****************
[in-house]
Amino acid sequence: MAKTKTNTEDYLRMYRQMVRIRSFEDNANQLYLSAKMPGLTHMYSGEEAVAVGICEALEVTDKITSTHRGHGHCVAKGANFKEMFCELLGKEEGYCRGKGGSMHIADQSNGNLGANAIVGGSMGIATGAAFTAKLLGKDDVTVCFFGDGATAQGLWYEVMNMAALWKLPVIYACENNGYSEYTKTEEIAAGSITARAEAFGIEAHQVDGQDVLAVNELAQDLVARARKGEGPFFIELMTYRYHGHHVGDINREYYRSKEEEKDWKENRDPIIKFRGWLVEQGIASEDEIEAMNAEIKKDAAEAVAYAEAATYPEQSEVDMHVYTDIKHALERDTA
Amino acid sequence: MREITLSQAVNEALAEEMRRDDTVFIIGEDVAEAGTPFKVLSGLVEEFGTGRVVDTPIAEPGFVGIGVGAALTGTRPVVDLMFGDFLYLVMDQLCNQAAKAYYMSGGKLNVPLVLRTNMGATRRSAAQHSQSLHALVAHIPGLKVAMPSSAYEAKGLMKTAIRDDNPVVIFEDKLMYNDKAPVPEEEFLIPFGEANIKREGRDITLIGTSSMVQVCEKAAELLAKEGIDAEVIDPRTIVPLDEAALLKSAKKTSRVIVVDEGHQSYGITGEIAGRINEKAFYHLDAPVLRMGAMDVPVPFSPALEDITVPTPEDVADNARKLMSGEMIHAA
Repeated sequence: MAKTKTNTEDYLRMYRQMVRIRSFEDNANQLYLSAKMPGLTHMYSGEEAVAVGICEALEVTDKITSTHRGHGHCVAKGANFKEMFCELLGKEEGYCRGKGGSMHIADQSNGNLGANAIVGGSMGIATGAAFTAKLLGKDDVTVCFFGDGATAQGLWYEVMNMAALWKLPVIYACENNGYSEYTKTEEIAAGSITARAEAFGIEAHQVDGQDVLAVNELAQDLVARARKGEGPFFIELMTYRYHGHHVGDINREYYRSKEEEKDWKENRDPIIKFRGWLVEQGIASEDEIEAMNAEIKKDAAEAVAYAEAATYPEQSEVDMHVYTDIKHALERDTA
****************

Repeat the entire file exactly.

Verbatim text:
[in-house]
Amino acid sequence: MAKTKTNTEDYLRMYRQMVRIRSFEDNANQLYLSAKMPGLTHMYSGEEAVAVGICEALEVTDKITSTHRGHGHCVAKGANFKEMFCELLGKEEGYCRGKGGSMHIADQSNGNLGANAIVGGSMGIATGAAFTAKLLGKDDVTVCFFGDGATAQGLWYEVMNMAALWKLPVIYACENNGYSEYTKTEEIAAGSITARAEAFGIEAHQVDGQDVLAVNELAQDLVARARKGEGPFFIELMTYRYHGHHVGDINREYYRSKEEEKDWKENRDPIIKFRGWLVEQGIASEDEIEAMNAEIKKDAAEAVAYAEAATYPEQSEVDMHVYTDIKHALERDTA
Amino acid sequence: MREITLSQAVNEALAEEMRRDDTVFIIGEDVAEAGTPFKVLSGLVEEFGTGRVVDTPIAEPGFVGIGVGAALTGTRPVVDLMFGDFLYLVMDQLCNQAAKAYYMSGGKLNVPLVLRTNMGATRRSAAQHSQSLHALVAHIPGLKVAMPSSAYEAKGLMKTAIRDDNPVVIFEDKLMYNDKAPVPEEEFLIPFGEANIKREGRDITLIGTSSMVQVCEKAAELLAKEGIDAEVIDPRTIVPLDEAALLKSAKKTSRVIVVDEGHQSYGITGEIAGRINEKAFYHLDAPVLRMGAMDVPVPFSPALEDITVPTPEDVADNARKLMSGEMIHAA
Repeated sequence: MAKTKTNTEDYLRMYRQMVRIRSFEDNANQLYLSAKMPGLTHMYSGEEAVAVGICEALEVTDKITSTHRGHGHCVAKGANFKEMFCELLGKEEGYCRGKGGSMHIADQSNGNLGANAIVGGSMGIATGAAFTAKLLGKDDVTVCFFGDGATAQGLWYEVMNMAALWKLPVIYACENNGYSEYTKTEEIAAGSITARAEAFGIEAHQVDGQDVLAVNELAQDLVARARKGEGPFFIELMTYRYHGHHVGDINREYYRSKEEEKDWKENRDPIIKFRGWLVEQGIASEDEIEAMNAEIKKDAAEAVAYAEAATYPEQSEVDMHVYTDIKHALERDTA